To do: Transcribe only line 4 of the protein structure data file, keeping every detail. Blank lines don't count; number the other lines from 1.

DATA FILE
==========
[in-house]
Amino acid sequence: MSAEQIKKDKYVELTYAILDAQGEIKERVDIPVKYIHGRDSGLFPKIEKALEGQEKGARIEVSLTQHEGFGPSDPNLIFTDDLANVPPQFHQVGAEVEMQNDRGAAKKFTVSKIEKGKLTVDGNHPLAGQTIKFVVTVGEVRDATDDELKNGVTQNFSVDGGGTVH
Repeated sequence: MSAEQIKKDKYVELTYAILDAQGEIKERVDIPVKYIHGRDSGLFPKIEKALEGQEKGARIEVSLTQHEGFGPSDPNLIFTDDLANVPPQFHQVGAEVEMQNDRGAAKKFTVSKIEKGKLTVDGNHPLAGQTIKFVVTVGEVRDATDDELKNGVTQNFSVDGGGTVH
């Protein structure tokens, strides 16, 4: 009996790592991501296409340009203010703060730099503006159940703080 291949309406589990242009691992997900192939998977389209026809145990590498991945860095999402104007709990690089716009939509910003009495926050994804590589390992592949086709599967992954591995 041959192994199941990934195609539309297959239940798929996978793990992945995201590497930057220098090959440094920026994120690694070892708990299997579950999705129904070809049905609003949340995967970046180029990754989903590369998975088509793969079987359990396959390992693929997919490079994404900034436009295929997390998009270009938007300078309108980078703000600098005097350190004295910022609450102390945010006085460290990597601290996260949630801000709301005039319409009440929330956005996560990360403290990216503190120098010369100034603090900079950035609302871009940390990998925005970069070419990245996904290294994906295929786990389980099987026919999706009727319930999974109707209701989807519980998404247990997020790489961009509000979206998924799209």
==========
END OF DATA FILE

């Protein structure tokens, strides 16, 4: 009996790592991501296409340009203010703060730099503006159940703080 291949309406589990242009691992997900192939998977389209026809145990590498991945860095999402104007709990690089716009939509910003009495926050994804590589390992592949086709599967992954591995 041959192994199941990934195609539309297959239940798929996978793990992945995201590497930057220098090959440094920026994120690694070892708990299997579950999705129904070809049905609003949340995967970046180029990754989903590369998975088509793969079987359990396959390992693929997919490079994404900034436009295929997390998009270009938007300078309108980078703000600098005097350190004295910022609450102390945010006085460290990597601290996260949630801000709301005039319409009440929330956005996560990360403290990216503190120098010369100034603090900079950035609302871009940390990998925005970069070419990245996904290294994906295929786990389980099987026919999706009727319930999974109707209701989807519980998404247990997020790489961009509000979206998924799209």